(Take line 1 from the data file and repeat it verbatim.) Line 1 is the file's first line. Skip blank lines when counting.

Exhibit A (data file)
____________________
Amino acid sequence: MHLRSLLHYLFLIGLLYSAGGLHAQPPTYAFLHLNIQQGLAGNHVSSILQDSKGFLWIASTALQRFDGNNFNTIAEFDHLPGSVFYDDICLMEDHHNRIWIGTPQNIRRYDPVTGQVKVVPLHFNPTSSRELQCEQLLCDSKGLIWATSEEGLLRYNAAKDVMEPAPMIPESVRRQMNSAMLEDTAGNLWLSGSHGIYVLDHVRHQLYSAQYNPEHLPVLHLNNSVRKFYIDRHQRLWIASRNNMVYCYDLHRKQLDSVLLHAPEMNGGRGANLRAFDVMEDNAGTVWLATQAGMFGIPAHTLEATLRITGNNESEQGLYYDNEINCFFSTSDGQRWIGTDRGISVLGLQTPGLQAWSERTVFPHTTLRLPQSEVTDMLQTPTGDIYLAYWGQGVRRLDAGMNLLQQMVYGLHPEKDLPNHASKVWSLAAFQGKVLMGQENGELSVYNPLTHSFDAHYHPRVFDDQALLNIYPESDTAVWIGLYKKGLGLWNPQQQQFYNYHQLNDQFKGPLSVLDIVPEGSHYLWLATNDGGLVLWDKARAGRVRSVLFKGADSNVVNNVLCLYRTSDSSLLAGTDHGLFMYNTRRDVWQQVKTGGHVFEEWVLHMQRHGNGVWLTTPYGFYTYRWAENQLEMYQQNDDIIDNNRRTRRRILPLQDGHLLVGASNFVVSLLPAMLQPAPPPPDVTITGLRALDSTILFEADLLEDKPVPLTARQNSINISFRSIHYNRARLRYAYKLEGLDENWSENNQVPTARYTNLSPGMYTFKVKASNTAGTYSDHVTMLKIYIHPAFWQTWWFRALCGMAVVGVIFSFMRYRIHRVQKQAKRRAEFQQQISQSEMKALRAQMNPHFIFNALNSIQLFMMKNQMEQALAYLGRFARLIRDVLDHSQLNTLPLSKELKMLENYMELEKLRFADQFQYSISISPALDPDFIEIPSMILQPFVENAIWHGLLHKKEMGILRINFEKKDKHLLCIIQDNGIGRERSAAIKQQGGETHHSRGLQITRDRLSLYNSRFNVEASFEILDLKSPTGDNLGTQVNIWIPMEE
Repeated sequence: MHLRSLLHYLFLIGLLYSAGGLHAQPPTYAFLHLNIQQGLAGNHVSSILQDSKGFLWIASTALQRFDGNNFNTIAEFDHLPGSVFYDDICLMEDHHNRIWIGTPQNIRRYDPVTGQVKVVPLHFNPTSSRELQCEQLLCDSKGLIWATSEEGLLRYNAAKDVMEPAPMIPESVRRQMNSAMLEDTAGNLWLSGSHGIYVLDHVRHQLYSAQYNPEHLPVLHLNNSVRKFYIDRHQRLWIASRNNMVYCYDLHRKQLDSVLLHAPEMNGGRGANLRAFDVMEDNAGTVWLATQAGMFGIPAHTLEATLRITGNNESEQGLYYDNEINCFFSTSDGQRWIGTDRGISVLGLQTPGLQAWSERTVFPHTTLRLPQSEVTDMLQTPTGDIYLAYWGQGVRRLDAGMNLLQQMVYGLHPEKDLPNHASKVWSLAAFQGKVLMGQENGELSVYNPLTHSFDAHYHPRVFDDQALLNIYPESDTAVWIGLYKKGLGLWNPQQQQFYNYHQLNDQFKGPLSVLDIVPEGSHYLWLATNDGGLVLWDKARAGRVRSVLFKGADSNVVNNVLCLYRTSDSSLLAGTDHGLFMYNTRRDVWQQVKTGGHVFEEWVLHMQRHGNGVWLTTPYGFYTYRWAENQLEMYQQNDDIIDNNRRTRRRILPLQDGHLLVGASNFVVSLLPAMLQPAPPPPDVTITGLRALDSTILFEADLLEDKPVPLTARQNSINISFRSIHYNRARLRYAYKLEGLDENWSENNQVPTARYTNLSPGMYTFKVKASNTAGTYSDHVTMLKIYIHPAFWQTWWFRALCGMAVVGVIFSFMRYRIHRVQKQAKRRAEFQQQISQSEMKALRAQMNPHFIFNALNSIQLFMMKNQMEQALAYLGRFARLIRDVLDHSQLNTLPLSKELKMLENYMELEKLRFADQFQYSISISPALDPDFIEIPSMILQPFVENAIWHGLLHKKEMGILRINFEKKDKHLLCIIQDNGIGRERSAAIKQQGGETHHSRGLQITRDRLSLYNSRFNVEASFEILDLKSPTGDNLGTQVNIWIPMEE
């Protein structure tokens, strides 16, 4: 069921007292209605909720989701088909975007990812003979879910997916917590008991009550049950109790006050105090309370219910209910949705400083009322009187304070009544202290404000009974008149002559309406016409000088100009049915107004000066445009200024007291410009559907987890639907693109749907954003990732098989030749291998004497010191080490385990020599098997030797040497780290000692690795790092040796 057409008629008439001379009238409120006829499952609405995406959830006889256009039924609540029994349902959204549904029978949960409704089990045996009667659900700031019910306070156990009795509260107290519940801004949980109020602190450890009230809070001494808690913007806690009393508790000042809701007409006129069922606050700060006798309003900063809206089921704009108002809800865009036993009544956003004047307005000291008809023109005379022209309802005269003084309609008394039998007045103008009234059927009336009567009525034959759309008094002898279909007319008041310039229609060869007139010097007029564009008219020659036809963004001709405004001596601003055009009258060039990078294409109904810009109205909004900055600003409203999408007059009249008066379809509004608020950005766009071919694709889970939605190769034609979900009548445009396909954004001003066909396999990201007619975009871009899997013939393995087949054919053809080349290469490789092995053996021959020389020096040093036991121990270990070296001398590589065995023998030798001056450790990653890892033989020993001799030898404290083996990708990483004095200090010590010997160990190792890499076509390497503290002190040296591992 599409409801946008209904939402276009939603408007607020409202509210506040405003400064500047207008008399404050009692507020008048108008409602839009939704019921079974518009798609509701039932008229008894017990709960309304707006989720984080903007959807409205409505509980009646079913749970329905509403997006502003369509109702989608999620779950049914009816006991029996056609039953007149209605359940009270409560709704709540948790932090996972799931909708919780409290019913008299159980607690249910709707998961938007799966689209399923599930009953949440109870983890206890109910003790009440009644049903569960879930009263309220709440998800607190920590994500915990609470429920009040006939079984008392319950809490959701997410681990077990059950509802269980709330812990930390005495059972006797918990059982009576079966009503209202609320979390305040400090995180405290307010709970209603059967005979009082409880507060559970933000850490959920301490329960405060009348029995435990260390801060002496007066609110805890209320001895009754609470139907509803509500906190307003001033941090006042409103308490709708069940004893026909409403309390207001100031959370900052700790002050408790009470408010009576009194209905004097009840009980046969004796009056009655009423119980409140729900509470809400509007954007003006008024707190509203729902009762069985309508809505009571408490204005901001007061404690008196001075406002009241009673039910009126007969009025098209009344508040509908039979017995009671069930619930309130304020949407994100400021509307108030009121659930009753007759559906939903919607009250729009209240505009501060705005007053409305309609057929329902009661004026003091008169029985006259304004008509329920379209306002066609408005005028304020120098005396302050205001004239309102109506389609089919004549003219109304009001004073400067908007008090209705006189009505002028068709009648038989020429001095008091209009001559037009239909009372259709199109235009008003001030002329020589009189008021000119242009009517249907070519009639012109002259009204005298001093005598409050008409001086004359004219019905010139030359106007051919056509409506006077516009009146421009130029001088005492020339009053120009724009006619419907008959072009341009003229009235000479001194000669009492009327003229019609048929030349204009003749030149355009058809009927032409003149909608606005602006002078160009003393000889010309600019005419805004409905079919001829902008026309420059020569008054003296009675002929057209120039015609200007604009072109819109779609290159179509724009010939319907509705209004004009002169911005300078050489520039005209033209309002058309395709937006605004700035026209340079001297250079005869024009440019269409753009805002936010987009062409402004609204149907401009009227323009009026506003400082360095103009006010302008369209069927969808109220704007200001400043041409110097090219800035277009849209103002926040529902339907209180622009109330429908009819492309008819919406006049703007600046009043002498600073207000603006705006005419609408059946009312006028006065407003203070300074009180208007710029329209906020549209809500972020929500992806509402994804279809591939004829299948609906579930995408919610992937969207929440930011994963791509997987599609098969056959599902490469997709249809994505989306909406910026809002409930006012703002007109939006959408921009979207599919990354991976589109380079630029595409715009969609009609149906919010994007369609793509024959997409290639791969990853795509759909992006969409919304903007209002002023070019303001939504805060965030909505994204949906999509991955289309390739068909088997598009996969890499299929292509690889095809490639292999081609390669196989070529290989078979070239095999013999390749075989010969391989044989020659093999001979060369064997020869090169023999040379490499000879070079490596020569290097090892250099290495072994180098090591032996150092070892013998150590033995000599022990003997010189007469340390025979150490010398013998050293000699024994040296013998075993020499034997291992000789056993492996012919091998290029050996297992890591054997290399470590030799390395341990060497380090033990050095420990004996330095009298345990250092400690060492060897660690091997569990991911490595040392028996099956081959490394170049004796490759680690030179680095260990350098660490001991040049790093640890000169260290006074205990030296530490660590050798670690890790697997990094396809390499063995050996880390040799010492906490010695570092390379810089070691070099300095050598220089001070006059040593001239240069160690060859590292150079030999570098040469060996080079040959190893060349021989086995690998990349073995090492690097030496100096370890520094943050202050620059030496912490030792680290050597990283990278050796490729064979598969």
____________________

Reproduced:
Amino acid sequence: MHLRSLLHYLFLIGLLYSAGGLHAQPPTYAFLHLNIQQGLAGNHVSSILQDSKGFLWIASTALQRFDGNNFNTIAEFDHLPGSVFYDDICLMEDHHNRIWIGTPQNIRRYDPVTGQVKVVPLHFNPTSSRELQCEQLLCDSKGLIWATSEEGLLRYNAAKDVMEPAPMIPESVRRQMNSAMLEDTAGNLWLSGSHGIYVLDHVRHQLYSAQYNPEHLPVLHLNNSVRKFYIDRHQRLWIASRNNMVYCYDLHRKQLDSVLLHAPEMNGGRGANLRAFDVMEDNAGTVWLATQAGMFGIPAHTLEATLRITGNNESEQGLYYDNEINCFFSTSDGQRWIGTDRGISVLGLQTPGLQAWSERTVFPHTTLRLPQSEVTDMLQTPTGDIYLAYWGQGVRRLDAGMNLLQQMVYGLHPEKDLPNHASKVWSLAAFQGKVLMGQENGELSVYNPLTHSFDAHYHPRVFDDQALLNIYPESDTAVWIGLYKKGLGLWNPQQQQFYNYHQLNDQFKGPLSVLDIVPEGSHYLWLATNDGGLVLWDKARAGRVRSVLFKGADSNVVNNVLCLYRTSDSSLLAGTDHGLFMYNTRRDVWQQVKTGGHVFEEWVLHMQRHGNGVWLTTPYGFYTYRWAENQLEMYQQNDDIIDNNRRTRRRILPLQDGHLLVGASNFVVSLLPAMLQPAPPPPDVTITGLRALDSTILFEADLLEDKPVPLTARQNSINISFRSIHYNRARLRYAYKLEGLDENWSENNQVPTARYTNLSPGMYTFKVKASNTAGTYSDHVTMLKIYIHPAFWQTWWFRALCGMAVVGVIFSFMRYRIHRVQKQAKRRAEFQQQISQSEMKALRAQMNPHFIFNALNSIQLFMMKNQMEQALAYLGRFARLIRDVLDHSQLNTLPLSKELKMLENYMELEKLRFADQFQYSISISPALDPDFIEIPSMILQPFVENAIWHGLLHKKEMGILRINFEKKDKHLLCIIQDNGIGRERSAAIKQQGGETHHSRGLQITRDRLSLYNSRFNVEASFEILDLKSPTGDNLGTQVNIWIPMEE